The 2021 European Commission report on BiH stated authorities failed to meet court ruling requirements to complete or apply the common core curriculum or make progress in eliminating the practice of “two schools under one roof,” where children in the same school were segregated based on ethnicity. The report also said even online education was implemented via separate platforms, many RS schools did not recognize the Bosnian language, and the availability of teaching in the national groups of subjects remained limited. According to the OSCE and reports by various media outlets, returnee students (those belonging to a minority ethnic group returning to their homes after being displaced by the war in the 1990’s) continued to face barriers in exercising their rights to education in their own language. The OSCE and media reported that parents of Bosniak children in returnee communities throughout the RS continued to boycott public schools in favor of sending their children to alternative schooling financed and organized by the Federation Ministry of Education with support from the governments of the Sarajevo and the Zenica-Doboj Cantons and the Islamic Community. According to the OSCE, the RS Ministry of Education and Culture (RS MoEC) again failed to approve a group of “national” subjects (specific courses to which Bosniak, Serb, and Croat students were legally entitled and that were to be taught in their constituent language according to their ethnicity). The RS MoEC also again failed to comply with an RS Supreme Court ruling from December 2019 that students in a school in Vrbanjci, Kotor Varos receive instruction in the national group of subjects and in the Bosnian language.
According to nongovernmental organizations and media reports, parents of different faiths throughout the country continued to send their children to public school religious education classes to avoid having their children stand out from other children who attended the classes and be exposed to peer pressure.
The government again failed to comply with a 2009 ruling by the ECHR stating the country should amend its constitution to allow members of minority groups, including Jews, to run for the Presidency, the House of Peoples, and other offices reserved for members of constituent peoples. BiH political leaders were engaged in negotiations during the year on an electoral and limited constitutional reform package that according to international experts would have included implementation of the court’s decision. At year’s end, however, political leaders had not reached an agreement. On December 22, the 12th anniversary of the ruling, Dervo Sejdic, one of the appellants, said he felt very sad the discriminatory provision in the BiH constitution had not been eliminated.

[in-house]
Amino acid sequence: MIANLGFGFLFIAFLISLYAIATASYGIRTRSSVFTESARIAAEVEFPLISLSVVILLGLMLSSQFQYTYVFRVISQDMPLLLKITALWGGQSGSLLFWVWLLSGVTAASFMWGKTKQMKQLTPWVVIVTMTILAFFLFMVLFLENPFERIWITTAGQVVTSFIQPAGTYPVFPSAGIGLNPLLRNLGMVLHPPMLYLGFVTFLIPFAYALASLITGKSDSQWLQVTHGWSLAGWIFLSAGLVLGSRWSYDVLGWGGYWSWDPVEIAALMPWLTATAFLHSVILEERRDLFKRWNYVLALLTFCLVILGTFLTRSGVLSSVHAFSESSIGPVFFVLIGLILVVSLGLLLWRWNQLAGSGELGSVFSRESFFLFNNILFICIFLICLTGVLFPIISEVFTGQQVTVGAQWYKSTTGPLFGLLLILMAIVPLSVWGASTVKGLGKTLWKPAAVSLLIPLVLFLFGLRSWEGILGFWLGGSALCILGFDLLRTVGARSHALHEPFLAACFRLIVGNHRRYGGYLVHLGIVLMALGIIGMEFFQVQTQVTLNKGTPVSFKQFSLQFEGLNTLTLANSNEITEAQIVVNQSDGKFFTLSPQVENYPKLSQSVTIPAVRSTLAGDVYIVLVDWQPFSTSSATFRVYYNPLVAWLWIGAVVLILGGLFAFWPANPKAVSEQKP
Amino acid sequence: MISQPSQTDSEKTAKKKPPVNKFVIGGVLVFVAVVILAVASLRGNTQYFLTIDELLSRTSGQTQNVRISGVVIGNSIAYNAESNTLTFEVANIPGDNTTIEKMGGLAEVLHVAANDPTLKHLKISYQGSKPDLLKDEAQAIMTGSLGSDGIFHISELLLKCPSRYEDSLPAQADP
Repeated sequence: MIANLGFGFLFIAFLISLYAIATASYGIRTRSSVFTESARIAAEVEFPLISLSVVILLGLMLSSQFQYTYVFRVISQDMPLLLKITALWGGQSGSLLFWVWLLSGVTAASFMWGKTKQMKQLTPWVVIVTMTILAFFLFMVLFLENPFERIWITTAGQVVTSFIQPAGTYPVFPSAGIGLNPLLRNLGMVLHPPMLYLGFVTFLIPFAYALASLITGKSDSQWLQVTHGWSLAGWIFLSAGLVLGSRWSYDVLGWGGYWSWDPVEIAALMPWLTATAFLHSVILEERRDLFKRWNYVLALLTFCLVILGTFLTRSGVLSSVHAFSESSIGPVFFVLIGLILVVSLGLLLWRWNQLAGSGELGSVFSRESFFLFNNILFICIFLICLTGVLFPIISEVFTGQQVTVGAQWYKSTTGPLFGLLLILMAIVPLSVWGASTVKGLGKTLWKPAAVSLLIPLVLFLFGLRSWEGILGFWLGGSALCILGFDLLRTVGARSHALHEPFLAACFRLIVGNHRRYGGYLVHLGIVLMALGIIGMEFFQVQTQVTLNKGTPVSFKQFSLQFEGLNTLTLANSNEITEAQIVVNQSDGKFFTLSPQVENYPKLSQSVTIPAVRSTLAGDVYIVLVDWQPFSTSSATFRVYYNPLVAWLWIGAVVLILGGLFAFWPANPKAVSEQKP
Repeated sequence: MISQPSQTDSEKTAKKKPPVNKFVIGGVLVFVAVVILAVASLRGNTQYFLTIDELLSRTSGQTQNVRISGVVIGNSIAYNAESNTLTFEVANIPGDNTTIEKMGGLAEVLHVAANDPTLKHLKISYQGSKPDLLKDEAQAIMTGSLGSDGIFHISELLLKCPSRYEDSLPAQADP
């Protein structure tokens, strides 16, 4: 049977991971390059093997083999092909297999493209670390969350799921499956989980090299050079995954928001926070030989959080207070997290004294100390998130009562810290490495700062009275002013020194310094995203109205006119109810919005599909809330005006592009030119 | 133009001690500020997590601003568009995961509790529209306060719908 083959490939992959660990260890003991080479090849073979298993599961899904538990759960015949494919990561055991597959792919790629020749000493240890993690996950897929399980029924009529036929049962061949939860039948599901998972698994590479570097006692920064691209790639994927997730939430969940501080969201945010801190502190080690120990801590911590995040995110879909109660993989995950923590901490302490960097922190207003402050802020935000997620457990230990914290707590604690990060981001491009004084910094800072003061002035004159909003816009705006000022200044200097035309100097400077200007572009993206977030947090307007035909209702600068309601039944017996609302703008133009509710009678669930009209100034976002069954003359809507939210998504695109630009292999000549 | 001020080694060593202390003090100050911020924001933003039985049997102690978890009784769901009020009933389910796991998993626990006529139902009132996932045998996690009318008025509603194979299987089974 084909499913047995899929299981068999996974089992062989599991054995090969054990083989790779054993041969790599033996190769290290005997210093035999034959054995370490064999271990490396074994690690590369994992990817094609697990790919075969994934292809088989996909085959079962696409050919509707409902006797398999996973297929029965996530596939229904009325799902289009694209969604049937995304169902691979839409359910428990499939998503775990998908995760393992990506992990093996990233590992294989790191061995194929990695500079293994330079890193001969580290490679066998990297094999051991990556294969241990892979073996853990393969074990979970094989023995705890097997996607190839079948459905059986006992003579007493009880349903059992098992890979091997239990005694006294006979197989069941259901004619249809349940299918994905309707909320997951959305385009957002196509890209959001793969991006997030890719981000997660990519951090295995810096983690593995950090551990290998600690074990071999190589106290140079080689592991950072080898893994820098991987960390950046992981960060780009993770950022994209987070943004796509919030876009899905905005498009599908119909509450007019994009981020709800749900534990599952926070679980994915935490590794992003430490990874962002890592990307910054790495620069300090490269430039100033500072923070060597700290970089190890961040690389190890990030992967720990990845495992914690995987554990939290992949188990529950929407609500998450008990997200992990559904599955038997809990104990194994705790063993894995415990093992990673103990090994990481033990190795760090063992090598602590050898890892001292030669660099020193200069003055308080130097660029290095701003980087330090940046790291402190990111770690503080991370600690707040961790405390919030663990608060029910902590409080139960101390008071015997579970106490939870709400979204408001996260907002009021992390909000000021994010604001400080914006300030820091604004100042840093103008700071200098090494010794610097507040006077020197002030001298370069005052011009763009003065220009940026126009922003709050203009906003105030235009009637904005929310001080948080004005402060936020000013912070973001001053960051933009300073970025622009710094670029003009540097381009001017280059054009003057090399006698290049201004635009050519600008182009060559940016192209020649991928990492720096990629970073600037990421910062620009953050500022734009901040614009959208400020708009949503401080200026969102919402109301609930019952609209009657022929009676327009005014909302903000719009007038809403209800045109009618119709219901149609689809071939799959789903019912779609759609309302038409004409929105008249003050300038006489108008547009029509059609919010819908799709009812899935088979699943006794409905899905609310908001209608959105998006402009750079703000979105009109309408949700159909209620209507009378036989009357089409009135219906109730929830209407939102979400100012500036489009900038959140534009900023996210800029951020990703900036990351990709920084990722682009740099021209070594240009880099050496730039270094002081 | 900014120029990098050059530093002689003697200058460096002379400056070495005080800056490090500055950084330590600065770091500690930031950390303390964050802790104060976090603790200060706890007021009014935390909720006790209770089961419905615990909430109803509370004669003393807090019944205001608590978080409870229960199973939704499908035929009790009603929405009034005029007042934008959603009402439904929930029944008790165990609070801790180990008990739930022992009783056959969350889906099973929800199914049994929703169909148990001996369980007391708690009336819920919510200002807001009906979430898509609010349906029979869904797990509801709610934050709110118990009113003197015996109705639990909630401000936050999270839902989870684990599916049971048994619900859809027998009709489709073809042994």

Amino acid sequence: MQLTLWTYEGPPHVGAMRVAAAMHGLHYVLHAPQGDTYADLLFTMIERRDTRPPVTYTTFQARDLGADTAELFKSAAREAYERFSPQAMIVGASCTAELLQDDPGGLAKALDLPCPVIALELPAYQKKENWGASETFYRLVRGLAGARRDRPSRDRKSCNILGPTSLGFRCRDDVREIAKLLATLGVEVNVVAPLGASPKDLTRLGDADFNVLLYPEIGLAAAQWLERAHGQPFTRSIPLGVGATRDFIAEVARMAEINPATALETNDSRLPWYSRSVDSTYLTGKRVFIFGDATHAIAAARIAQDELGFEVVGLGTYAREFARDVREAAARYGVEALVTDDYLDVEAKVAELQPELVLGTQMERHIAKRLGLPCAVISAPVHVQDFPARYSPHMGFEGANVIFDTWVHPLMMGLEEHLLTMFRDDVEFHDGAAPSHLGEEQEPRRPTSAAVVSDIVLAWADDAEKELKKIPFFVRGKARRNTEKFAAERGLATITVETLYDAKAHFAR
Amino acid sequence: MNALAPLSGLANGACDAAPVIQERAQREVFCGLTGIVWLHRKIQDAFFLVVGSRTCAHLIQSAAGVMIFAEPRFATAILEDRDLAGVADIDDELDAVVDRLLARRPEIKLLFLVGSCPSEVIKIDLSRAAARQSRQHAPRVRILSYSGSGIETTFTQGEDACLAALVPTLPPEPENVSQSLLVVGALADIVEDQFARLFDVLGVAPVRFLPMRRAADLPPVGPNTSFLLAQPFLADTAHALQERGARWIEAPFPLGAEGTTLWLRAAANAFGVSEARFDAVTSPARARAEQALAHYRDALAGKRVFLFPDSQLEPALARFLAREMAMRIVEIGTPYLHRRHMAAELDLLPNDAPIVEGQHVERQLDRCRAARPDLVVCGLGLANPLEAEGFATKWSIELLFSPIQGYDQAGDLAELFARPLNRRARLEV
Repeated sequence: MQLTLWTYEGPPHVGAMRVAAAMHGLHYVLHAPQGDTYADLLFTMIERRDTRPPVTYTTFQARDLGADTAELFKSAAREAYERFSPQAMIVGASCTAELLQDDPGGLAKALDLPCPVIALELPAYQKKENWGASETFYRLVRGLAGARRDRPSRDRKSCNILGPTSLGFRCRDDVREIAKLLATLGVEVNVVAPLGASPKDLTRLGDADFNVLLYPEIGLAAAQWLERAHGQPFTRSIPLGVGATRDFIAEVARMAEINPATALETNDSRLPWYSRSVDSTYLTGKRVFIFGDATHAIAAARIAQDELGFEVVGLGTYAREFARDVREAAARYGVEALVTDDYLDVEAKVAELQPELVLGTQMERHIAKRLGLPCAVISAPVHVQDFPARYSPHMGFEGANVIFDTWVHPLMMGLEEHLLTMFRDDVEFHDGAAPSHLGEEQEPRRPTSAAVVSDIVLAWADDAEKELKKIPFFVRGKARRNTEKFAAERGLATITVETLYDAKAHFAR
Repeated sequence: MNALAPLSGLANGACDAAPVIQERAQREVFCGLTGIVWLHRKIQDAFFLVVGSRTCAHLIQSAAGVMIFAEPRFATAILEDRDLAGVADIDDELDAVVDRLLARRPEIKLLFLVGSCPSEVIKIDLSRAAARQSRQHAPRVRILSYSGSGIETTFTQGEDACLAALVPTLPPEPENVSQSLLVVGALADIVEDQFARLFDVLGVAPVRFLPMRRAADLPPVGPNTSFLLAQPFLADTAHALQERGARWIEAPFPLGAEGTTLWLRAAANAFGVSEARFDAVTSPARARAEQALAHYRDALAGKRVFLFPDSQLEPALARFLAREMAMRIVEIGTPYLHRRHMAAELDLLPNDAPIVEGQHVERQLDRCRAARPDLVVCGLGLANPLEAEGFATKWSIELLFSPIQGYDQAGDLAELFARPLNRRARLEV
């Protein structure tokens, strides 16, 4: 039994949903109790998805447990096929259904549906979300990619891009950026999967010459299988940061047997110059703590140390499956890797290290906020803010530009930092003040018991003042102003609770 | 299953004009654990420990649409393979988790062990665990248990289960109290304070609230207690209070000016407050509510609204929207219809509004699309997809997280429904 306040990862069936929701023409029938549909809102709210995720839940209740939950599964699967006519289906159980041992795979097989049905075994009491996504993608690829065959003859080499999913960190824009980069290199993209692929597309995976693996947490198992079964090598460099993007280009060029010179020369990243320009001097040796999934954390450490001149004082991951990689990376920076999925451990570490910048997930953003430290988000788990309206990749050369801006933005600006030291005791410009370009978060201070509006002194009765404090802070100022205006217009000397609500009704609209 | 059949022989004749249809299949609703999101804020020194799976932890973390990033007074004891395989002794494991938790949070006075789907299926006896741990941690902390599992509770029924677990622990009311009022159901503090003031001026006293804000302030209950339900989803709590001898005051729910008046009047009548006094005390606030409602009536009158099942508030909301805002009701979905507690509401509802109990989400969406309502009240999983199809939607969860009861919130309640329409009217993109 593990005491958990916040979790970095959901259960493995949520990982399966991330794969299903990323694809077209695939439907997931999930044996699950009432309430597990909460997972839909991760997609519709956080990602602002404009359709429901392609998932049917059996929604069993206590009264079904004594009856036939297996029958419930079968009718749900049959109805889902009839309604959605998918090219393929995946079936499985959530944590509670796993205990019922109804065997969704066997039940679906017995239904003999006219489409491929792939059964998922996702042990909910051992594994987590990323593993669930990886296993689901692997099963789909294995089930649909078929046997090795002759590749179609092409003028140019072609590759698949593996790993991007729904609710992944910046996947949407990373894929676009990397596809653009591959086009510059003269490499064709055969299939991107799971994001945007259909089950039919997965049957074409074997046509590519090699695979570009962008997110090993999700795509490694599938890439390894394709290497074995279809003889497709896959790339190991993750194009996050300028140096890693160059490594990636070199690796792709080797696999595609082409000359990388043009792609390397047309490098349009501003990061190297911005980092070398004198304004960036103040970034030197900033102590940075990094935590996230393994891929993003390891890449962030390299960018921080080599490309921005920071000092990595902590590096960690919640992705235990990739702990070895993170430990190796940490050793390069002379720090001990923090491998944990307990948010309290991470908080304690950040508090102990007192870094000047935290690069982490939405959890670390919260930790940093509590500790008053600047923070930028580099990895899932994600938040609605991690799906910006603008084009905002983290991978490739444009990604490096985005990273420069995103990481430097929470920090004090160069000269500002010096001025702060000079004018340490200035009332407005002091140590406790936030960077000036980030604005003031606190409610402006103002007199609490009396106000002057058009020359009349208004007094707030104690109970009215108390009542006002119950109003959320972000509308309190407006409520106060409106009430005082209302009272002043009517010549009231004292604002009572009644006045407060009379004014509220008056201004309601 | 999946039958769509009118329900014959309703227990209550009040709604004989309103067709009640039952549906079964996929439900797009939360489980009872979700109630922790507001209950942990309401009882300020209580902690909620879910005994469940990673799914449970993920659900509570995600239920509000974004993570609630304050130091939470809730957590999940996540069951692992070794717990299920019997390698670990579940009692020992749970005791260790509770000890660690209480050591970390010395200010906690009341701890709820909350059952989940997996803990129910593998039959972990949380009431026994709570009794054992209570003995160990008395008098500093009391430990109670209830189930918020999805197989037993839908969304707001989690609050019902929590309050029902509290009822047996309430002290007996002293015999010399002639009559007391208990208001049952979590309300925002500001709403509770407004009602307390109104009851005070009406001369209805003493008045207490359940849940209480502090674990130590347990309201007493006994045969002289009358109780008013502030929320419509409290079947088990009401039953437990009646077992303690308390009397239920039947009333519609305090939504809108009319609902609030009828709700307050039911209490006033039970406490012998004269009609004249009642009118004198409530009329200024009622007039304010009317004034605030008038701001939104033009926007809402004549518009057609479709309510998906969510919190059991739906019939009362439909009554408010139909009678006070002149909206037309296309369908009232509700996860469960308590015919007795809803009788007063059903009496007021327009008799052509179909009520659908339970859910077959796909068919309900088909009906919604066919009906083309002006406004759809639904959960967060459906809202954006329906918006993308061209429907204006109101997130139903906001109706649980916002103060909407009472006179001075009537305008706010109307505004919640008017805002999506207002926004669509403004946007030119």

According to Bosniak Muslim, Croat Catholic, and Serb Orthodox religious communities, authorities continued to discriminate against them and enforce selectively the rights of religious groups regarding access to education, employment, health care, and other social services in areas where those groups constituted religious minorities. They said refugees returning to their original communities pursuant to the Dayton Peace Agreement were particularly subject to discrimination. In November, RS Vice President Ramiz Salkic, a Muslim, wrote a letter to RS Prime Minister Radovan Viskovic calling on the RS to end employment, education, language, and religious holiday discrimination against the predominantly Muslim Bosniak minority returnees in the RS. In his letter, Salkic stated the RS education system incorporated discriminatory elements, including naming schools after Serbian historic figures or Serbian Orthodox saints, celebrating the day of St. Sava, the Orthodox patron saint of schools, harmonizing curricula with Serbia instead of other parts of BiH, and glorifying convicted war criminals in history textbooks.
Religious leaders also continued to state that police were reluctant to investigate potential hate crimes targeting religious minority communities because law enforcement officials often represented and included only the members of the majority group.
On September 15, the RS National Assembly adopted a law mandating use of the Cyrillic alphabet and Serb language for all institutions that receive funding from the RS budget and at all government-funded events. The Bosniak and Croat caucuses of the RS Council of Peoples opposed the law and blocked its implementation, pending a judicial review. On November 23, the RS Constitutional Court ruled that the law violated the vital national interests of Bosniaks and Croats and was invalid. As a result, the law did not enter into force.